Polk County Special Needs Shelters – 3 Special Needs Shelters are available, these are emergency facilities capable of providing special medical or nursing care which does not necessitate an acute care hospital setting. Eligible persons desiring special needs sheltering or transportation should pre-register with Emergency Management – 863-298-7027.

Links below may be affiliate links, we receive a small commission if you purchase hurricane supplies through our links. These are items we genuinely own and use ourselves. Thank you for supporting Lakeland Mom.

TIPS FOR HURRICANE PREPARATION

HURRICANE SUPPLIES

▪️ Car tank full of gas! (We’ve seen gas stations run out every time a hurricane threatens the Lakeland area)

▪️ Water – bottled water to drink in case tap water is not safe. FEMA recommends at least one gallon of water per person (and pet) each day for hydrating and preparing certain foods. See below about filling tubs. 

▪️ Food – non-perishable food and fruits that don’t require refrigeration (if you lose power you’ll want to avoid opening the fridge to save food as long as possible). Be sure you have a manual can opener. Suggested items include nuts, crackers, peanut butter, bread, granola and energy bars, bananas, apples, oranges, applesauce, raisins, trail mix. Wine also does not require refrigeration.  😉

▪️ Flashlight or lantern AND batteries – 1 per person, lanterns are helpful for lighting up a large space. (Remember if your power goes out the streetlights likely do to, making it extremely dark in your house at night) We ordered this set of 4 lanterns from Amazon for $6 each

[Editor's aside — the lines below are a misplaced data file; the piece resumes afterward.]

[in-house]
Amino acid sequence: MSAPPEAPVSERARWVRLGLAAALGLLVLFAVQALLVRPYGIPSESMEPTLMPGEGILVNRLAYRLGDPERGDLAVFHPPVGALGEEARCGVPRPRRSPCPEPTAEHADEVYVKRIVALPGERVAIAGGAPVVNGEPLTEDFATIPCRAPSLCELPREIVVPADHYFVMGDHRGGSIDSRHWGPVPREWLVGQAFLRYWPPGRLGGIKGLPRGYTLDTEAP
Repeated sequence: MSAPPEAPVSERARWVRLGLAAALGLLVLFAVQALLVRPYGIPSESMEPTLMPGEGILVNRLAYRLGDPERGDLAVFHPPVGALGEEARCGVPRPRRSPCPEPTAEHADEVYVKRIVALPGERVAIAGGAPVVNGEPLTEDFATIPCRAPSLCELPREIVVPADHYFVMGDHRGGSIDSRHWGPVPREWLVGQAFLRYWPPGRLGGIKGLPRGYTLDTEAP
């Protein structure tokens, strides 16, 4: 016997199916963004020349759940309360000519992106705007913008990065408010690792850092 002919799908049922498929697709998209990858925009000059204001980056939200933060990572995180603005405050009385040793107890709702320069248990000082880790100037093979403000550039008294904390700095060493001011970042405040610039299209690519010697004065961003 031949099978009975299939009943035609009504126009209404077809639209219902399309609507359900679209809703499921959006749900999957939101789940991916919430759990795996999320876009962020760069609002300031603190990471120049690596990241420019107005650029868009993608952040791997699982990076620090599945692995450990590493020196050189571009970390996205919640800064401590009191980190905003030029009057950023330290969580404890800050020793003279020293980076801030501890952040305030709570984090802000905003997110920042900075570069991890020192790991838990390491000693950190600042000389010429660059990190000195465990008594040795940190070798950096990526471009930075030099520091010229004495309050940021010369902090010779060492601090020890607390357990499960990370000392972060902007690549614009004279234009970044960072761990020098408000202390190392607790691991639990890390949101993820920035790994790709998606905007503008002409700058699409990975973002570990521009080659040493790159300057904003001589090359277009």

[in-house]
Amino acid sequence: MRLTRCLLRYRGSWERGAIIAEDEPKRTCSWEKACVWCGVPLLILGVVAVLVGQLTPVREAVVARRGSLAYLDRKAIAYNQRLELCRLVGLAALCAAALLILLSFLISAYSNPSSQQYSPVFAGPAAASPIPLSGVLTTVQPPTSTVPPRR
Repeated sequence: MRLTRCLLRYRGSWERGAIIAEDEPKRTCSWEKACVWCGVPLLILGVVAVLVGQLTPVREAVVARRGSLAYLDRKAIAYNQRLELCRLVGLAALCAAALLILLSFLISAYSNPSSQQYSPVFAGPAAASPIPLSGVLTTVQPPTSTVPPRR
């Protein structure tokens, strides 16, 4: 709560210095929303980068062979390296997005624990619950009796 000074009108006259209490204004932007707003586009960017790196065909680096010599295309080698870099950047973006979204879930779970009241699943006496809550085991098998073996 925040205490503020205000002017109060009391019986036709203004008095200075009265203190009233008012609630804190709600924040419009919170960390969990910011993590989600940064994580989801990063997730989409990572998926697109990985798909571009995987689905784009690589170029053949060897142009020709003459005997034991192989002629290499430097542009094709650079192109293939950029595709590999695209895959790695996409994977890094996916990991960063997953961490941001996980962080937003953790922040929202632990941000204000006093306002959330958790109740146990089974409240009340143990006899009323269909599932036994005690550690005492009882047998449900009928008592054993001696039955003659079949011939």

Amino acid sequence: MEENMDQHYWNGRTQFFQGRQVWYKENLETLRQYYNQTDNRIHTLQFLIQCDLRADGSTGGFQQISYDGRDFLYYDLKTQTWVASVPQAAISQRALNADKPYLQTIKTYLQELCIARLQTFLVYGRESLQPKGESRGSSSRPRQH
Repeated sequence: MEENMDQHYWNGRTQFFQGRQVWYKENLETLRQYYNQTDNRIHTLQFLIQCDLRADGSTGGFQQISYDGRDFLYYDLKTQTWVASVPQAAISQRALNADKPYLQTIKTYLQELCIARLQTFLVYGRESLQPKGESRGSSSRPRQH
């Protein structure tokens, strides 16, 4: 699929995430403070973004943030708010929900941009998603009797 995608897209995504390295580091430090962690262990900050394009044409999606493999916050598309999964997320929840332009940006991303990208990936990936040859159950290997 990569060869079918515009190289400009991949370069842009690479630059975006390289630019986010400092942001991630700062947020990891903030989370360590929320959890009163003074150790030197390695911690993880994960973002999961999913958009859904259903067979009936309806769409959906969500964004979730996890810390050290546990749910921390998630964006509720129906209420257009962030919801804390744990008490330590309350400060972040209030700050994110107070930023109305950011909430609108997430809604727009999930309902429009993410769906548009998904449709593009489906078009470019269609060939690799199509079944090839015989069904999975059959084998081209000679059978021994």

▪️ Battery Powered Fan – if you lose power, you will want one of these!! We found a 10″ fan on Amazon for $15, a fan/light combo dubbed the “Hurricane Survival Kit” for $15, and a variety of other options at other price points (take our advice and keep one of these stashed away at home – they were nowhere to be found locally after Hurricane Irma)

▪️ Wrench or pliers to turn off utilities (be sure you know where to turn off the water and gas line if applicable)

▪️ Cash – if a business has no power, many online payment systems will not be working either

▪️ Find a full list of suggested supplies on Ready.gov

EVACUATIONS

Check with Polk County Emergency Management for recommended evacuations. If a storm is impacting Polk County with wind and/or rain, mobile and manufactured home residents are always advised to evacuate to a shelter (see information above) or stay with a friend. Residents in areas prone to flooding are also advised to evacuate as roads may become impassable once they are flooded. Call 863-401-2234 for more information on shelters.

PERSONAL PREPARATION AT HOME

▪️ Charge all devices – Phones, tablets, laptops, video cameras, old phones (even if just to use as a light source).

▪️ Charge external batteries/portable power sources for your phone. (Hide them from the kids – you’ll want them for cell phones only if you have no power!) If you don’t own a portable charger, you can get one off Amazon starting at just $20 – I use mine on a weekly basis year round.

▪️ Take pictures or video of every room in your house. Open closets and drawers. If you have to file an insurance claim, this will help you remember what you need to list and show proof of items.

▪️ Gather up important papers and store in a waterproof container. Birth certificates, social security cards, passports, etc. Keep it with you in case you need to evacuate after the storm.